Pique'n'yer interest 

1979, all over again

Hanging around Whistler these days it feels like it’s 1979 all over again. (I turned six in 1979, but I’ve seen enough movies to get a rough idea what it was like.)

People are riding their bikes on our highways and trails without helmets, throwing their garbage on the ground and out the windows of their cars, driving fast cars and big truck, and smoking, in defiance of all common sense and decades of medical research.

Although British Columbia first brought in a law requiring mandatory helmet use in 1996, the Snell Foundation created the first bicycle helmet standards in 1970. The original design was refined about five years later into a single crash model that had light foam on the inside and a hard outer shell.

I learned to ride a bike without a helmet, but by the time I was in grade one in 1979 we had the Ontario Provincial Police “Bicycle Rodeo” at school, and most of us were wearing some kind of helmet to get some extra points. If you earned enough points you could win a new bike.

Most provinces adopted helmet laws in the mid-1990s, requiring their use on all public roadways — long after various public safety campaigns succeeded in making helmets more or less common by the 1980s.

That said, nobody seems to be wearing helmets anymore. Everywhere I go, people are commuting on the highway and Valley Trail without helmets. When I volunteered at the B.C. Bike Race in Whistler, more than half of the riders who rode out to Alta Lake Road to watch left their helmets at home. Worse, I’m starting to see more people on our bike trails without any head protection or any idea what they’re doing.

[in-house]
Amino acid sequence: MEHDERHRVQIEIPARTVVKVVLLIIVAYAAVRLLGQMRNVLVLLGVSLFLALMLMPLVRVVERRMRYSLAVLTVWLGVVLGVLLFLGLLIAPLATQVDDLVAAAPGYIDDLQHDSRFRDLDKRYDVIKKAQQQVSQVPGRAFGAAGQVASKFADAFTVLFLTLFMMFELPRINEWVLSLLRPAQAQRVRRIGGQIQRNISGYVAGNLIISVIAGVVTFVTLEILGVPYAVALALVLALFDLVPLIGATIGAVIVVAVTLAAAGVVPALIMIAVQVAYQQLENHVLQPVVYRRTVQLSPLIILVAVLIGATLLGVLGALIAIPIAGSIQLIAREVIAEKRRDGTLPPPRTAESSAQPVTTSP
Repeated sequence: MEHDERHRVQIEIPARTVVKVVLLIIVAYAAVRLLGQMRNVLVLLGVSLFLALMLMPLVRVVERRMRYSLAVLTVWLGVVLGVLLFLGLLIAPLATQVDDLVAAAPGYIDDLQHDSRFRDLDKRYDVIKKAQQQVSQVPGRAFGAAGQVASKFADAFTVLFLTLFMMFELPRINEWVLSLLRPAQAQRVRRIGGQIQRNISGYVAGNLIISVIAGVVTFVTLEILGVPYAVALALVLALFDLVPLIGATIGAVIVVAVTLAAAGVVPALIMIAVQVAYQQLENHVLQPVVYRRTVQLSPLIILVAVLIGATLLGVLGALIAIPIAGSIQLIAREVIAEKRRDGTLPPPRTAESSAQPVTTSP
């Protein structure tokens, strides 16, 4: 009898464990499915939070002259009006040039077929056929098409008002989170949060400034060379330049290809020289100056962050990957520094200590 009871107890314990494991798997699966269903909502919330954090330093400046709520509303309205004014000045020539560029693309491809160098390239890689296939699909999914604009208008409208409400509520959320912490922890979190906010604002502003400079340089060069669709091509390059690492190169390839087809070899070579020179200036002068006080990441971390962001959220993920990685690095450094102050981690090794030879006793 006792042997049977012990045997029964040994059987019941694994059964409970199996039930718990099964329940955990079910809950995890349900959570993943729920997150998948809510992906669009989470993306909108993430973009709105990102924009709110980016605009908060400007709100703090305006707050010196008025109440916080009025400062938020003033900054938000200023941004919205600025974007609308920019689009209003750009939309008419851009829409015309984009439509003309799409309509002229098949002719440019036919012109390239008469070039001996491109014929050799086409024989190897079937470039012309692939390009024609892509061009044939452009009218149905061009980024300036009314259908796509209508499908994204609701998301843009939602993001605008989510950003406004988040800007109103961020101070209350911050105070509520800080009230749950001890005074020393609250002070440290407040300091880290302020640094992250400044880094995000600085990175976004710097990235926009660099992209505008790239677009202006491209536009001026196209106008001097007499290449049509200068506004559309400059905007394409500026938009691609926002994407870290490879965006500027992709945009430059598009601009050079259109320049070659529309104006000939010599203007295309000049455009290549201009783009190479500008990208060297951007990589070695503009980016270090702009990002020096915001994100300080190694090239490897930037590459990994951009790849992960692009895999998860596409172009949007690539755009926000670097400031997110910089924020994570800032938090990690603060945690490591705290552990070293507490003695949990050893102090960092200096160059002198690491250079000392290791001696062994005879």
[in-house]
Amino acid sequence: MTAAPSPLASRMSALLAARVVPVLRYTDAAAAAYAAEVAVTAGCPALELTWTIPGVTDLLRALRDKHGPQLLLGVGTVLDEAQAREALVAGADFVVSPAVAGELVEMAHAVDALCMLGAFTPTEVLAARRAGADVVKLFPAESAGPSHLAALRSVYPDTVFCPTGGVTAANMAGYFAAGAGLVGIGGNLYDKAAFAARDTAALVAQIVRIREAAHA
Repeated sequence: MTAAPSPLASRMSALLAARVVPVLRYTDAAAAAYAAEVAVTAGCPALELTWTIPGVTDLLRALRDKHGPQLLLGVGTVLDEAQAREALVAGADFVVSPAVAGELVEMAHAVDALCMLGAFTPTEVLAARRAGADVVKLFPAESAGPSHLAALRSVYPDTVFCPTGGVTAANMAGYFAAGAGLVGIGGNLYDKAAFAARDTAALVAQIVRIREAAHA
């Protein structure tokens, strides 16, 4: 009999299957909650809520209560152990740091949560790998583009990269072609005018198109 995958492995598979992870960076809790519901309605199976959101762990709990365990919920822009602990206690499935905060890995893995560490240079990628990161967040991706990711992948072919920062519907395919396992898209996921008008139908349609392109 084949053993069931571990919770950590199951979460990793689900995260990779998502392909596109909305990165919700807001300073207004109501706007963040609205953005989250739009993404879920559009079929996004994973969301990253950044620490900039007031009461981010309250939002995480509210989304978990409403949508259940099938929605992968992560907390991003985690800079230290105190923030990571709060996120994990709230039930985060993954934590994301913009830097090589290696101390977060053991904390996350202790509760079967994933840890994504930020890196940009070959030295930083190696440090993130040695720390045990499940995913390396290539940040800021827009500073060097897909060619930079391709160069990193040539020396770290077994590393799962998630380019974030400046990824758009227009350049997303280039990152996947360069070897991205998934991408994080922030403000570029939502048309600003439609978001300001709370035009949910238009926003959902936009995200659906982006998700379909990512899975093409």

I haven’t seen such reckless disregard for personal safety since the ’70s, and it pisses me off. People can argue that it’s their life and it’s a free country, but what about my rights as a taxpayer? Do I really have to pay to support these idiots if they fall off their bikes and sustain lifelong brain injuries that might have been prevented with a simple helmet?

I feel even more strongly about the whole litter issue, which has gotten a lot worse in recent years. I’ve been riding the bus and biking the side of the highway for eight years now, and have never seen as much litter around town as I’m seeing today. The entire Village Stroll is speckled with gum, and every village planter is filled with cigarette butts. Our bus shelters are disgusting.

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